We moved to South Africa in 1981 and I hated being out of my familiar surrounds. I hated school, I hated South Africa and I rebelled. Funnily enough it is my rebellious streak that got me through all the dark times and still does today. After a miserable school career, I quit and focused on my social life. I got a job at my father’s company and I met my first love. This was a happy time and I don’t recall alcohol featuring much during this time other than socially. I lived with his family, but he moved overseas, and I started drinking to cope and was summarily sent home to my parents.
Once I was over that, I found my tribe in clubs, pubs and pool bars. I loved the Johannesburg city life and I loved a good party. Never once was I concerned about my drinking even though I had regular blackouts. By then I had another long-term relationship and I seemed to manage my alcohol better when I was close to someone. I only remember drinking socially and didn’t feel dependent on having it every day, until the end of this five-year relationship. I had moved out and was drinking a bottle of wine a night. It was around that time that I started feeling depressed and suicidal, but I never understood what I was feeling.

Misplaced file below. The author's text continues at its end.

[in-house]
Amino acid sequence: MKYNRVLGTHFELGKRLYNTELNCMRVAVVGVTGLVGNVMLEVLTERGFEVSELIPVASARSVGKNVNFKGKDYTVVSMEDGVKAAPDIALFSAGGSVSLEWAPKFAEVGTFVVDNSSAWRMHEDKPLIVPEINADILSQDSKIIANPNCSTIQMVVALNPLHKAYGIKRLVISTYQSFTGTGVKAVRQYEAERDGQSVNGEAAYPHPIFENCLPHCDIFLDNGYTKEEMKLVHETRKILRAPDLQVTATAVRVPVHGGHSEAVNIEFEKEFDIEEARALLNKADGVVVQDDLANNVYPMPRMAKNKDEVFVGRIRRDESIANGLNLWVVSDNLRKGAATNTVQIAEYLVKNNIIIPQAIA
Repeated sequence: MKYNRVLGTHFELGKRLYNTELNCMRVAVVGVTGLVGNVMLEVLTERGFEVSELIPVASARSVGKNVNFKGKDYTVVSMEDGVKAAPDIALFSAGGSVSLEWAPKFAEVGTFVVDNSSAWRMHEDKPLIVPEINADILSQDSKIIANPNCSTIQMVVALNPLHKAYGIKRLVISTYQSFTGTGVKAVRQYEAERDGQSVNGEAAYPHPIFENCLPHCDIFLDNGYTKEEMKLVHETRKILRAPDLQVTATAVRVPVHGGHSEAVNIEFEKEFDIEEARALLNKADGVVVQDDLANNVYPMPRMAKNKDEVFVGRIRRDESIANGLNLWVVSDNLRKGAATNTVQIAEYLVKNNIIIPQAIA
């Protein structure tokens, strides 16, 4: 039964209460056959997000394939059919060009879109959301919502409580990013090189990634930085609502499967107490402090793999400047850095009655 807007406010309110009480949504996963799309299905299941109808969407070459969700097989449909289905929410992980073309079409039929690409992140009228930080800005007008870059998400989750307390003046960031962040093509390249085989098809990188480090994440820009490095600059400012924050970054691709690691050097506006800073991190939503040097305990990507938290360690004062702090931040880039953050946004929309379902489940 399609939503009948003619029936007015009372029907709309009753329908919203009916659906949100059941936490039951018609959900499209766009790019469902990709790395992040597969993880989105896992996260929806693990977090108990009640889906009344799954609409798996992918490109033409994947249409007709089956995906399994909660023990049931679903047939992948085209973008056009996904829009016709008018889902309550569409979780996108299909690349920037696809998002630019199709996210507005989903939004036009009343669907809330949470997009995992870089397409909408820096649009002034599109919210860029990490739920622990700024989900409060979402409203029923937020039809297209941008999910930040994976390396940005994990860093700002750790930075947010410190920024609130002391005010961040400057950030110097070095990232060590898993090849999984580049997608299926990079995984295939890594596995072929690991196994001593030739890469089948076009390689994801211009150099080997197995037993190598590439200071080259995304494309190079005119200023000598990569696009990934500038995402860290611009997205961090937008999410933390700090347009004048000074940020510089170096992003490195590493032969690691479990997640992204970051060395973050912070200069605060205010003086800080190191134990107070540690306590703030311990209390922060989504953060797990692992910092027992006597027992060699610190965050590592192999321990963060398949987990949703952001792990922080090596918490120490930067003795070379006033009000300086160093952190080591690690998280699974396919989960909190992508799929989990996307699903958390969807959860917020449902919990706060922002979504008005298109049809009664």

After I picked myself up again, I got my first meaningful job. I supplemented my day job with night-time restaurant work and I lived on the edge. I functioned on little sleep, drank loads, experimented with drugs and smoked like a chimney. I was in my social element again. I also eventually left my day job to focus on a career as a chef. I had my own place, I was single, and I had my freedom. I was having fun.